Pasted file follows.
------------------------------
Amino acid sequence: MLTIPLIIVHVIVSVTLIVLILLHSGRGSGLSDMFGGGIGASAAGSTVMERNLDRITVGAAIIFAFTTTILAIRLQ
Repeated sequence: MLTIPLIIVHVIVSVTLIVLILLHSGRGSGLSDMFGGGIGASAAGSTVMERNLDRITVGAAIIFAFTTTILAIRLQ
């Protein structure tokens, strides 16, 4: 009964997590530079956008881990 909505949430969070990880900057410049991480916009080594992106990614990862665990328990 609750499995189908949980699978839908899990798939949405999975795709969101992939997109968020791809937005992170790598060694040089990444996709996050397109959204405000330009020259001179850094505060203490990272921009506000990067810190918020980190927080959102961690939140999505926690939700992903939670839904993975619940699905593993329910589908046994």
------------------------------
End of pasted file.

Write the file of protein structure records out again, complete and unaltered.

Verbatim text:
Amino acid sequence: MLTIPLIIVHVIVSVTLIVLILLHSGRGSGLSDMFGGGIGASAAGSTVMERNLDRITVGAAIIFAFTTTILAIRLQ
Repeated sequence: MLTIPLIIVHVIVSVTLIVLILLHSGRGSGLSDMFGGGIGASAAGSTVMERNLDRITVGAAIIFAFTTTILAIRLQ
């Protein structure tokens, strides 16, 4: 009964997590530079956008881990 909505949430969070990880900057410049991480916009080594992106990614990862665990328990 609750499995189908949980699978839908899990798939949405999975795709969101992939997109968020791809937005992170790598060694040089990444996709996050397109959204405000330009020259001179850094505060203490990272921009506000990067810190918020980190927080959102961690939140999505926690939700992903939670839904993975619940699905593993329910589908046994």